Jordi Merino, PhD, has pursued training in nutrition, metabolism, and genomics with the goal of understanding molecular mechanisms underlying the success or failure of therapeutic strategies for obesity and diabetes. He is motivated by the critical need of supplanting the outdated “one-size-fits-all” approach for obesity and diabetes prevention and care with more effective, tailored, and sustainable strategies.
As an undergraduate Nutrition major at Rovira i Virgili University (2005-2008), Dr. Merino became interested in preventive strategies to improve health, with particular interest in coronary artery disease. As a result, he pursued a Masters in Nutrition and Metabolism at Barcelona University (2008-2010) to understand biological mechanisms linking diet and metabolic homeostasis. Findings from his Master’s Project corroborated that close adherence to lifestyle recommendations improved endothelial dysfunction and delayed subclinical atherosclerosis progression.
Dr. Merino's commitment to common disease prevention had become evident, and he decided to pursue doctoral research in Nutrition and Atherosclerosis (2010-2013). As part of his doctoral thesis, under the mentorship of Prof. Luis Masana (Rovira i Virgili University), he had the privilege of participating in an European Union funded Scholars Program to develop strategies for obesity prevention (2012). During his PhD, he gained skills in lipid metabolism, atherosclerosis, statistics and epidemiology. His doctoral dissertation on the effect of lifestyle behaviors on endothelial function and subclinical atherosclerosis earned the top grade (Excellent cum laude) and led to the publication of seven first-author publications in top-ranked journals.
Upon completing his PhD, Dr. Merino approached his clinical training in Nutrition at Sant Joan Hospital (2013-2015) through the lens of a clinician-scientist, asking whether genetic knowledge could help discern the etiological heterogeneity of obesity and diabetes and improve the effectiveness of prevention and treatment strategies. This clinical experience stimulated his research interest in genomics, particularly on the value of identifying key metabolic features that allows to stratify patients to different therapeutic strategies.
Having decided to pursue a fellowship in Genomics, Dr. Merino joined to the laboratory of Dr. Florez (2015-2018) at the Center for Genomic Medicine, Massachusetts General Hospital, where exceptional cutting-edge genetic epidemiology methods are used to translate large-scale genetic discoveries into improved obesity and diabetes therapeutic strategies. As a Research Fellow, he completed advanced coursework in genomics, metabolomics, single-cell transcriptomics, biostatistics and computational biology. In 2016 he was awarded the Levine-Riggs Young Investigator Award for his work on the impact of genetically-driven hyperglycemia on the risk of coronary artery disease. In addition, he has been successful in supporting his postdoctoral training with continuous funding support from three highly competitive grants from different funding agencies.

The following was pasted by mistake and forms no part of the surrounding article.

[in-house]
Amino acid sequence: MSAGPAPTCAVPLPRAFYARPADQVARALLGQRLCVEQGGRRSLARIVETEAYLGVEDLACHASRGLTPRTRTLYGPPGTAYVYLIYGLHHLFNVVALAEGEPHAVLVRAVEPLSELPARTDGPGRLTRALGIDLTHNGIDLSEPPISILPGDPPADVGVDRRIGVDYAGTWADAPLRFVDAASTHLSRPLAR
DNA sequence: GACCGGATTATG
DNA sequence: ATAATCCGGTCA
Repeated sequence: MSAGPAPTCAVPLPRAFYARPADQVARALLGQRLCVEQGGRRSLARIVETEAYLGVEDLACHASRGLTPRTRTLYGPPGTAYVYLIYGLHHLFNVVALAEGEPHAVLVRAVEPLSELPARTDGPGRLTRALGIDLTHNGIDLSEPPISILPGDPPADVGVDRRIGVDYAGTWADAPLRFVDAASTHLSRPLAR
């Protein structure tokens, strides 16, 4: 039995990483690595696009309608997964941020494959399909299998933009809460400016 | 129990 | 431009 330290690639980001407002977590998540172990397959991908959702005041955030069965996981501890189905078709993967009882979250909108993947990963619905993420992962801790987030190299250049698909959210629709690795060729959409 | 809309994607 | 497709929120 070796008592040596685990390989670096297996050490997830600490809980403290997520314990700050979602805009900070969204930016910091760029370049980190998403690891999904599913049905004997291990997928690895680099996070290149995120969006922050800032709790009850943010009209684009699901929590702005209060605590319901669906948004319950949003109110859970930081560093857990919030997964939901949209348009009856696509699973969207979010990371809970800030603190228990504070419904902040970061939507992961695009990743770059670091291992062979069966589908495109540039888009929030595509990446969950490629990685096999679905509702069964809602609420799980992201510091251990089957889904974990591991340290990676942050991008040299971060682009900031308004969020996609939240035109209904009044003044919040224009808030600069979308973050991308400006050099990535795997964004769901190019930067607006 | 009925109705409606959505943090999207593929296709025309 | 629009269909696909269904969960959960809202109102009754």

After his postdoctoral training, Dr. Merino was promoted to Research Associate at Massachusetts General Hospital and Instructor in Medicine at Harvard Medical School (2018-present). He is now the PI of a recall-by-genotype study to better understand molecular mechanisms leading to higher food reward stimulation or impaired satiety perception with the support of a joint award from NORCH (Nutrition and Obesity Research Center in Harvard) and BADERC (Boston Area Diabetes Endocrinology Research Center). In addition, he is one of the recipients of the Funds for Medical Discovery, a highly competitive funding mechanism at Massachusetts General Hospital designed to conduct research on a problem of direct clinical relevance across all medical domains. This highly sought career award enables him to use innovative approaches to build polygenic scores for complex phenotypes and integrate them with high-dimensional environmental data.